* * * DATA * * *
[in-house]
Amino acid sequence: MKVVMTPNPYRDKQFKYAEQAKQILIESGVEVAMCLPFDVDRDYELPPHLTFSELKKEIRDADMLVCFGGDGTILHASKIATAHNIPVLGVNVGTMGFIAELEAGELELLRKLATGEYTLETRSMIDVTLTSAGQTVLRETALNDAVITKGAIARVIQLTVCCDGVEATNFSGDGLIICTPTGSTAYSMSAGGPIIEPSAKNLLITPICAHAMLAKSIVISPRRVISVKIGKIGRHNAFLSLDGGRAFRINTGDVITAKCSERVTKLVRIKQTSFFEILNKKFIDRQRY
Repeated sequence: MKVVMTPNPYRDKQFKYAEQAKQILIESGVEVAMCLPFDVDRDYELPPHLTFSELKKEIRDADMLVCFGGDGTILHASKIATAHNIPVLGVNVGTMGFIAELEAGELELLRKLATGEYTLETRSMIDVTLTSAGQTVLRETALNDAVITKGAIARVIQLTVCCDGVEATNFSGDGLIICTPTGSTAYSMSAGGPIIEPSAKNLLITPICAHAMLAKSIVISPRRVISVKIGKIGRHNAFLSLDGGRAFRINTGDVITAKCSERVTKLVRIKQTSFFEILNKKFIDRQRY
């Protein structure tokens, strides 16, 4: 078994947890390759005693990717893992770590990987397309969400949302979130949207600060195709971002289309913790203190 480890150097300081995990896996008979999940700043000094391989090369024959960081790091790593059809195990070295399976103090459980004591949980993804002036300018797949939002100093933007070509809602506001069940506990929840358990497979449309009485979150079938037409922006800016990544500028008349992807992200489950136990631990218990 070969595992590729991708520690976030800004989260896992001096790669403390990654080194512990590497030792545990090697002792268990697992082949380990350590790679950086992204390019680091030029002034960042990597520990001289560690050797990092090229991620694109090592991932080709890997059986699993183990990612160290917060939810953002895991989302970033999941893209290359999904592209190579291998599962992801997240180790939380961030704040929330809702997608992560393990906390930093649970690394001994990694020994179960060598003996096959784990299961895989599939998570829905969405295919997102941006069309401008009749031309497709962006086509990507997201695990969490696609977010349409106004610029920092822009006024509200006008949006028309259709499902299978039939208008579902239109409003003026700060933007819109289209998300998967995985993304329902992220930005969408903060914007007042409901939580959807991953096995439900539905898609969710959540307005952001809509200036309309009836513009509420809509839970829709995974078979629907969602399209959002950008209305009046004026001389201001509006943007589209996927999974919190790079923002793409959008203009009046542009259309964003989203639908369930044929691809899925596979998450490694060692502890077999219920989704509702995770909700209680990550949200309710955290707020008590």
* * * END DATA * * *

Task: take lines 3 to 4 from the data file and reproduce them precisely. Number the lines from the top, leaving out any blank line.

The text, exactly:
Repeated sequence: MKVVMTPNPYRDKQFKYAEQAKQILIESGVEVAMCLPFDVDRDYELPPHLTFSELKKEIRDADMLVCFGGDGTILHASKIATAHNIPVLGVNVGTMGFIAELEAGELELLRKLATGEYTLETRSMIDVTLTSAGQTVLRETALNDAVITKGAIARVIQLTVCCDGVEATNFSGDGLIICTPTGSTAYSMSAGGPIIEPSAKNLLITPICAHAMLAKSIVISPRRVISVKIGKIGRHNAFLSLDGGRAFRINTGDVITAKCSERVTKLVRIKQTSFFEILNKKFIDRQRY
């Protein structure tokens, strides 16, 4: 078994947890390759005693990717893992770590990987397309969400949302979130949207600060195709971002289309913790203190 480890150097300081995990896996008979999940700043000094391989090369024959960081790091790593059809195990070295399976103090459980004591949980993804002036300018797949939002100093933007070509809602506001069940506990929840358990497979449309009485979150079938037409922006800016990544500028008349992807992200489950136990631990218990 070969595992590729991708520690976030800004989260896992001096790669403390990654080194512990590497030792545990090697002792268990697992082949380990350590790679950086992204390019680091030029002034960042990597520990001289560690050797990092090229991620694109090592991932080709890997059986699993183990990612160290917060939810953002895991989302970033999941893209290359999904592209190579291998599962992801997240180790939380961030704040929330809702997608992560393990906390930093649970690394001994990694020994179960060598003996096959784990299961895989599939998570829905969405295919997102941006069309401008009749031309497709962006086509990507997201695990969490696609977010349409106004610029920092822009006024509200006008949006028309259709499902299978039939208008579902239109409003003026700060933007819109289209998300998967995985993304329902992220930005969408903060914007007042409901939580959807991953096995439900539905898609969710959540307005952001809509200036309309009836513009509420809509839970829709995974078979629907969602399209959002950008209305009046004026001389201001509006943007589209996927999974919190790079923002793409959008203009009046542009259309964003989203639908369930044929691809899925596979998450490694060692502890077999219920989704509702995770909700209680990550949200309710955290707020008590």